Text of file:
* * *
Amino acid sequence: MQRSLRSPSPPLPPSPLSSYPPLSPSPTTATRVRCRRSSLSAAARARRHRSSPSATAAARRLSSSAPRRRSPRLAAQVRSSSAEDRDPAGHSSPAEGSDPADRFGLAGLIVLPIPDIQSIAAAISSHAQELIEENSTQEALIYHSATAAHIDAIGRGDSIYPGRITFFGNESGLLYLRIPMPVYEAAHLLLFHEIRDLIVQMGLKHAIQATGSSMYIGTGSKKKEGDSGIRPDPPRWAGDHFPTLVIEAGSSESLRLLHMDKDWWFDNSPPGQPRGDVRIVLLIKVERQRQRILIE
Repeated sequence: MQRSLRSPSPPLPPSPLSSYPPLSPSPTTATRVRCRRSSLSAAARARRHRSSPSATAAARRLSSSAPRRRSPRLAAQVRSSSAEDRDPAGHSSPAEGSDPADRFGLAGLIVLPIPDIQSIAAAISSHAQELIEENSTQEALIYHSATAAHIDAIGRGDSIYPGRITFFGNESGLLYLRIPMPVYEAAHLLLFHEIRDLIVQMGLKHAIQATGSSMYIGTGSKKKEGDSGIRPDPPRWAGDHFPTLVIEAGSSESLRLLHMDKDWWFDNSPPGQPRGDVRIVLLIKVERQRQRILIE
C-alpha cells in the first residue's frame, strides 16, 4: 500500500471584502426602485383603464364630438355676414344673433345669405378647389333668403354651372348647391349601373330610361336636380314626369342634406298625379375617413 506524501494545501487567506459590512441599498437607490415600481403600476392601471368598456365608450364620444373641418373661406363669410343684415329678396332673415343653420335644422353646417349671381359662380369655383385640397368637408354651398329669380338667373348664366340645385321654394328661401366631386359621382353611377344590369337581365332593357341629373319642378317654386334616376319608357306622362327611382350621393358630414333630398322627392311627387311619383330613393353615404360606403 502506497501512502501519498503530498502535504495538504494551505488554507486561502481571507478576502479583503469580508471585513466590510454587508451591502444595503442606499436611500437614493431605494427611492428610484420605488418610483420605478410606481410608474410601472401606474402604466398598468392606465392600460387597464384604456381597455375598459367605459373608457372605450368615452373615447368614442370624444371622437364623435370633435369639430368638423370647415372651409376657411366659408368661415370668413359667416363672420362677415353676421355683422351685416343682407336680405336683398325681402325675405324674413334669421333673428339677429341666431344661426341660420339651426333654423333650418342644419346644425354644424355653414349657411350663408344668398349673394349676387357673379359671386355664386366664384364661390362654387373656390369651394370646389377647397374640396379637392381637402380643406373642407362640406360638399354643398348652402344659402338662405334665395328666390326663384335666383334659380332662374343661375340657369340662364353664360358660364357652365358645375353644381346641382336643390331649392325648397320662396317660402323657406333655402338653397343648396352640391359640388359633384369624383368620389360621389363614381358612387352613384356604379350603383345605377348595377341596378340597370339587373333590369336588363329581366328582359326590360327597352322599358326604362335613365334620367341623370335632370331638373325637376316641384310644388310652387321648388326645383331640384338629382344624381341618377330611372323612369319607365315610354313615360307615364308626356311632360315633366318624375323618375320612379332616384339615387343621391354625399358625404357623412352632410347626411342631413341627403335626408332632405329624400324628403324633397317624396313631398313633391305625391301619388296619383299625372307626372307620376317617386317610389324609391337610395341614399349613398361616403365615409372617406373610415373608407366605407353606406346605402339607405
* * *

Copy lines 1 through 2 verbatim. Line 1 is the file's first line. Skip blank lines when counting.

Amino acid sequence: MQRSLRSPSPPLPPSPLSSYPPLSPSPTTATRVRCRRSSLSAAARARRHRSSPSATAAARRLSSSAPRRRSPRLAAQVRSSSAEDRDPAGHSSPAEGSDPADRFGLAGLIVLPIPDIQSIAAAISSHAQELIEENSTQEALIYHSATAAHIDAIGRGDSIYPGRITFFGNESGLLYLRIPMPVYEAAHLLLFHEIRDLIVQMGLKHAIQATGSSMYIGTGSKKKEGDSGIRPDPPRWAGDHFPTLVIEAGSSESLRLLHMDKDWWFDNSPPGQPRGDVRIVLLIKVERQRQRILIE
Repeated sequence: MQRSLRSPSPPLPPSPLSSYPPLSPSPTTATRVRCRRSSLSAAARARRHRSSPSATAAARRLSSSAPRRRSPRLAAQVRSSSAEDRDPAGHSSPAEGSDPADRFGLAGLIVLPIPDIQSIAAAISSHAQELIEENSTQEALIYHSATAAHIDAIGRGDSIYPGRITFFGNESGLLYLRIPMPVYEAAHLLLFHEIRDLIVQMGLKHAIQATGSSMYIGTGSKKKEGDSGIRPDPPRWAGDHFPTLVIEAGSSESLRLLHMDKDWWFDNSPPGQPRGDVRIVLLIKVERQRQRILIE